Opinion

Ahoy to tall ships after a nine-year layoff

From the Editorial Board

Donning his finest pirate gear, Ashton Krajeski waits aboard the Lady Washington with other passengers as they prepare to take a tour of the South Sound. The Grays Harbor-based ship is one of nearly two dozen invited to this weekend’s Festival of Sail Tacoma.
Donning his finest pirate gear, Ashton Krajeski waits aboard the Lady Washington with other passengers as they prepare to take a tour of the South Sound. The Grays Harbor-based ship is one of nearly two dozen invited to this weekend’s Festival of Sail Tacoma. Olympian file photo, 2008

Like a red sky at night, organizers have promised four days of delight at the Festival of Sail Tacoma, which opens Thursday. As many as 20 schooners and other eye-catching rigged sailing ships, plus a handful of non-masted vessels, will tie up along the Thea Foss Waterway for tours and trips. A bounty of food and entertainment will be available. (Dare we hope for a sea shanty from Symphony Tacoma?)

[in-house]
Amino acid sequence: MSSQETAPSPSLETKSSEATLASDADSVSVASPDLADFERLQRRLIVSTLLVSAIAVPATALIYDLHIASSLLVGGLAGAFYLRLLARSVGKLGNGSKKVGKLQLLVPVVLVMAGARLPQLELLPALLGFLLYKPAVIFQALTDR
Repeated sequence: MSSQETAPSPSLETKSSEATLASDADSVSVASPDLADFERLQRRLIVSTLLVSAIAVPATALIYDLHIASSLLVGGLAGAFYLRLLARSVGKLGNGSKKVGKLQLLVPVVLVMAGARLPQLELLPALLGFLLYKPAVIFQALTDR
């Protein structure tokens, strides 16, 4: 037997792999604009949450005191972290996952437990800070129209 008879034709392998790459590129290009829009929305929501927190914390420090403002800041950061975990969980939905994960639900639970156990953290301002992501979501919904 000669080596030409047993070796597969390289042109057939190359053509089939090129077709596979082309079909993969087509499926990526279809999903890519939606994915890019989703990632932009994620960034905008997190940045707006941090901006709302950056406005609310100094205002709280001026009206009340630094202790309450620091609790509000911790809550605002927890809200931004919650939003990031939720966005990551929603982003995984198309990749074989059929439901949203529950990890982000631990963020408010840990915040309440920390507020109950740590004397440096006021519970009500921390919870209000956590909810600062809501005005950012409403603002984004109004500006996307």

Most important, the weather forecast is shaping up nicely after a soggy start. The sun should be shining Saturday and Sunday, when Father’s Day weekend landlubbers will be looking to treat Dad to an excursion brimming to the gunwales with manly fun.

Don’t expect a carbon copy of the Tall Ships Festivals that had Tacoma beaming with pride in 2005 and swooning from a half-million dollar deficit in 2008. Local boosters wisely took time to regroup after hitting the shoals of poor weather, a tough economy and low ticket sales nine years ago. This time, they hired an out-of-state event production company with deep experience running waterfront ship festivals. There also will be an emphasis on multiple-masted ships, with fewer small sloops.

Traffic is a bit of a concern, as high school graduations and other activities will compete for space downtown. The city has announced restrictions on Schuster Parkway and South 15th and Dock streets.

We’re also not so sure why organizers brought in a six-story-tall rubber duck. It resembles an irradiated creature from a 1950s Japanese science-fiction movie more than a piece of maritime history.

But all in all, the Festival of Sail seems to have the wind at its back for a pleasant weekend. Somewhere the late Stan Selden, skipper of Tacoma’s previous tall ship celebrations, is smiling and saying “ahoy.”

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